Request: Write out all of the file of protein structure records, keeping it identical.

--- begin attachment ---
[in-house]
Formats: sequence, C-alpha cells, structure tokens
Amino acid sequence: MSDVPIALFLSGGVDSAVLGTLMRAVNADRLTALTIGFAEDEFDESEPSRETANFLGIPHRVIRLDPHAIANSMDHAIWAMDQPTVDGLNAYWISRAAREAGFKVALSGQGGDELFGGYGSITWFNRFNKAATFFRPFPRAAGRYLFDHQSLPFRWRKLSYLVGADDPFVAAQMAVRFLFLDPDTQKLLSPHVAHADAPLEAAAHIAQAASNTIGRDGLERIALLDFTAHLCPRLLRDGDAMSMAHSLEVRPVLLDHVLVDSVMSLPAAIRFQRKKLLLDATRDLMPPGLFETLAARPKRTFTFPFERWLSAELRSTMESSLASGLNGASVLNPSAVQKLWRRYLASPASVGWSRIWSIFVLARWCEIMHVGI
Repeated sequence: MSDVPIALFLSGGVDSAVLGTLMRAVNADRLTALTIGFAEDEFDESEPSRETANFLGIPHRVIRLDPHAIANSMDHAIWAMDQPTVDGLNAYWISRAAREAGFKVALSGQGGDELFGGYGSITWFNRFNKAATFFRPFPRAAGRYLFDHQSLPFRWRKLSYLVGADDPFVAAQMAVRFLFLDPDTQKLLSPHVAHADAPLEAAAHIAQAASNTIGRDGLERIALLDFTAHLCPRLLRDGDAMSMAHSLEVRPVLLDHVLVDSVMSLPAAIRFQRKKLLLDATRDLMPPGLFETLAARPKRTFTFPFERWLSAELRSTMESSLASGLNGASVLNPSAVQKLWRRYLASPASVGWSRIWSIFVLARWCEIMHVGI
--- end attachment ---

[in-house]
Formats: sequence, C-alpha cells, structure tokens
Amino acid sequence: MSDVPIALFLSGGVDSAVLGTLMRAVNADRLTALTIGFAEDEFDESEPSRETANFLGIPHRVIRLDPHAIANSMDHAIWAMDQPTVDGLNAYWISRAAREAGFKVALSGQGGDELFGGYGSITWFNRFNKAATFFRPFPRAAGRYLFDHQSLPFRWRKLSYLVGADDPFVAAQMAVRFLFLDPDTQKLLSPHVAHADAPLEAAAHIAQAASNTIGRDGLERIALLDFTAHLCPRLLRDGDAMSMAHSLEVRPVLLDHVLVDSVMSLPAAIRFQRKKLLLDATRDLMPPGLFETLAARPKRTFTFPFERWLSAELRSTMESSLASGLNGASVLNPSAVQKLWRRYLASPASVGWSRIWSIFVLARWCEIMHVGI
Repeated sequence: MSDVPIALFLSGGVDSAVLGTLMRAVNADRLTALTIGFAEDEFDESEPSRETANFLGIPHRVIRLDPHAIANSMDHAIWAMDQPTVDGLNAYWISRAAREAGFKVALSGQGGDELFGGYGSITWFNRFNKAATFFRPFPRAAGRYLFDHQSLPFRWRKLSYLVGADDPFVAAQMAVRFLFLDPDTQKLLSPHVAHADAPLEAAAHIAQAASNTIGRDGLERIALLDFTAHLCPRLLRDGDAMSMAHSLEVRPVLLDHVLVDSVMSLPAAIRFQRKKLLLDATRDLMPPGLFETLAARPKRTFTFPFERWLSAELRSTMESSLASGLNGASVLNPSAVQKLWRRYLASPASVGWSRIWSIFVLARWCEIMHVGI